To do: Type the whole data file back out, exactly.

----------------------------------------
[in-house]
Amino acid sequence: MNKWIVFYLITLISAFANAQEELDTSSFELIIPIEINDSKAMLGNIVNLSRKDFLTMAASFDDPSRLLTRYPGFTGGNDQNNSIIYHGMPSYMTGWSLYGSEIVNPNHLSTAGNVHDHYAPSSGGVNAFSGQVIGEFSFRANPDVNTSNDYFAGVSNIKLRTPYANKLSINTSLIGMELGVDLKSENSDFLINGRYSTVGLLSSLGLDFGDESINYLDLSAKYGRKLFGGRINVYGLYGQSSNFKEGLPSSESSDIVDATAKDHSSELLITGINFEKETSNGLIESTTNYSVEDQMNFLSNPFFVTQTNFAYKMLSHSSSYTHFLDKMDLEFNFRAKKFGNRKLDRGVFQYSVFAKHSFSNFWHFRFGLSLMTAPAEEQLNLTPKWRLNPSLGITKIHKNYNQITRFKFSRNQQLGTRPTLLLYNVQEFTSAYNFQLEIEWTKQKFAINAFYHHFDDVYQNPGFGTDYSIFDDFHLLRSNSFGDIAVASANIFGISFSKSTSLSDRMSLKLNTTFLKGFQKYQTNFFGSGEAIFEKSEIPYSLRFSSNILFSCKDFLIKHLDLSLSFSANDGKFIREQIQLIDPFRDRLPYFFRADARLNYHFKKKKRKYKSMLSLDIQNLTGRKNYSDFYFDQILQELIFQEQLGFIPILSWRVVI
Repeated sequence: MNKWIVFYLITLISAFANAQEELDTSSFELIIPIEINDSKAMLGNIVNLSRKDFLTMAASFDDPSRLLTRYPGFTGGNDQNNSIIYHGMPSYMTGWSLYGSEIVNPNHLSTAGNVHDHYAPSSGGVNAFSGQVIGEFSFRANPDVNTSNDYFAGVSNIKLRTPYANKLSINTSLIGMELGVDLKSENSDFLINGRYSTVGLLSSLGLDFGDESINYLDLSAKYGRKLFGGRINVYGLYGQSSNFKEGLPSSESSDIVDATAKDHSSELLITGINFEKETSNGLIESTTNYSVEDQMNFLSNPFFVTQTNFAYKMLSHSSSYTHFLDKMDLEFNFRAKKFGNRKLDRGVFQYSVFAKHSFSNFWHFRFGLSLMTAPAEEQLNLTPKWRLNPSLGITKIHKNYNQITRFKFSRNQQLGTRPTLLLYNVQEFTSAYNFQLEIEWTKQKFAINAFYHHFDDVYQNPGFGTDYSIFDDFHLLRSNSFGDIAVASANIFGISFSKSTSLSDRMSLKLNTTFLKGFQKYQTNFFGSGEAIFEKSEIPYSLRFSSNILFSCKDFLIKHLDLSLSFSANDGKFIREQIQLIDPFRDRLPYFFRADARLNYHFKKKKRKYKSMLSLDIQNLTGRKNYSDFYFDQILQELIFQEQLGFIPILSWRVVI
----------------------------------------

[in-house]
Amino acid sequence: MNKWIVFYLITLISAFANAQEELDTSSFELIIPIEINDSKAMLGNIVNLSRKDFLTMAASFDDPSRLLTRYPGFTGGNDQNNSIIYHGMPSYMTGWSLYGSEIVNPNHLSTAGNVHDHYAPSSGGVNAFSGQVIGEFSFRANPDVNTSNDYFAGVSNIKLRTPYANKLSINTSLIGMELGVDLKSENSDFLINGRYSTVGLLSSLGLDFGDESINYLDLSAKYGRKLFGGRINVYGLYGQSSNFKEGLPSSESSDIVDATAKDHSSELLITGINFEKETSNGLIESTTNYSVEDQMNFLSNPFFVTQTNFAYKMLSHSSSYTHFLDKMDLEFNFRAKKFGNRKLDRGVFQYSVFAKHSFSNFWHFRFGLSLMTAPAEEQLNLTPKWRLNPSLGITKIHKNYNQITRFKFSRNQQLGTRPTLLLYNVQEFTSAYNFQLEIEWTKQKFAINAFYHHFDDVYQNPGFGTDYSIFDDFHLLRSNSFGDIAVASANIFGISFSKSTSLSDRMSLKLNTTFLKGFQKYQTNFFGSGEAIFEKSEIPYSLRFSSNILFSCKDFLIKHLDLSLSFSANDGKFIREQIQLIDPFRDRLPYFFRADARLNYHFKKKKRKYKSMLSLDIQNLTGRKNYSDFYFDQILQELIFQEQLGFIPILSWRVVI
Repeated sequence: MNKWIVFYLITLISAFANAQEELDTSSFELIIPIEINDSKAMLGNIVNLSRKDFLTMAASFDDPSRLLTRYPGFTGGNDQNNSIIYHGMPSYMTGWSLYGSEIVNPNHLSTAGNVHDHYAPSSGGVNAFSGQVIGEFSFRANPDVNTSNDYFAGVSNIKLRTPYANKLSINTSLIGMELGVDLKSENSDFLINGRYSTVGLLSSLGLDFGDESINYLDLSAKYGRKLFGGRINVYGLYGQSSNFKEGLPSSESSDIVDATAKDHSSELLITGINFEKETSNGLIESTTNYSVEDQMNFLSNPFFVTQTNFAYKMLSHSSSYTHFLDKMDLEFNFRAKKFGNRKLDRGVFQYSVFAKHSFSNFWHFRFGLSLMTAPAEEQLNLTPKWRLNPSLGITKIHKNYNQITRFKFSRNQQLGTRPTLLLYNVQEFTSAYNFQLEIEWTKQKFAINAFYHHFDDVYQNPGFGTDYSIFDDFHLLRSNSFGDIAVASANIFGISFSKSTSLSDRMSLKLNTTFLKGFQKYQTNFFGSGEAIFEKSEIPYSLRFSSNILFSCKDFLIKHLDLSLSFSANDGKFIREQIQLIDPFRDRLPYFFRADARLNYHFKKKKRKYKSMLSLDIQNLTGRKNYSDFYFDQILQELIFQEQLGFIPILSWRVVI